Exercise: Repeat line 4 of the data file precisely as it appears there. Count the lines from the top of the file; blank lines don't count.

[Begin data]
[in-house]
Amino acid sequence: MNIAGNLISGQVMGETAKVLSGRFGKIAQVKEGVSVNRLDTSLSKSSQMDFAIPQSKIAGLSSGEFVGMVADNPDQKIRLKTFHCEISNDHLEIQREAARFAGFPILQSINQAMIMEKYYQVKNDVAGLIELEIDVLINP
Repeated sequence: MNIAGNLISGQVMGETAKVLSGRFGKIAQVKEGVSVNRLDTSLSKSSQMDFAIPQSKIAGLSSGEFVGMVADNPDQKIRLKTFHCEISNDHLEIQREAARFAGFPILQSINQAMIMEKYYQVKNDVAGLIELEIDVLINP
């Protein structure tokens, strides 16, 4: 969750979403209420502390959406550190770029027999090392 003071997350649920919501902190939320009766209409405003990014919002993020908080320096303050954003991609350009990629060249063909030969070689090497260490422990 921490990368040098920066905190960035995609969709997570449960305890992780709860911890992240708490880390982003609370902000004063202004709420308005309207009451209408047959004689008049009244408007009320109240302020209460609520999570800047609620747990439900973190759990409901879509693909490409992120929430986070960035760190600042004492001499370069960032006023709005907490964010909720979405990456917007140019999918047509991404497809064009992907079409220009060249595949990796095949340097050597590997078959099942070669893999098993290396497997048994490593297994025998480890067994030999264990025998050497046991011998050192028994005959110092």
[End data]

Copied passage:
């Protein structure tokens, strides 16, 4: 969750979403209420502390959406550190770029027999090392 003071997350649920919501902190939320009766209409405003990014919002993020908080320096303050954003991609350009990629060249063909030969070689090497260490422990 921490990368040098920066905190960035995609969709997570449960305890992780709860911890992240708490880390982003609370902000004063202004709420308005309207009451209408047959004689008049009244408007009320109240302020209460609520999570800047609620747990439900973190759990409901879509693909490409992120929430986070960035760190600042004492001499370069960032006023709005907490964010909720979405990456917007140019999918047509991404497809064009992907079409220009060249595949990796095949340097050597590997078959099942070669893999098993290396497997048994490593297994025998480890067994030999264990025998050497046991011998050192028994005959110092």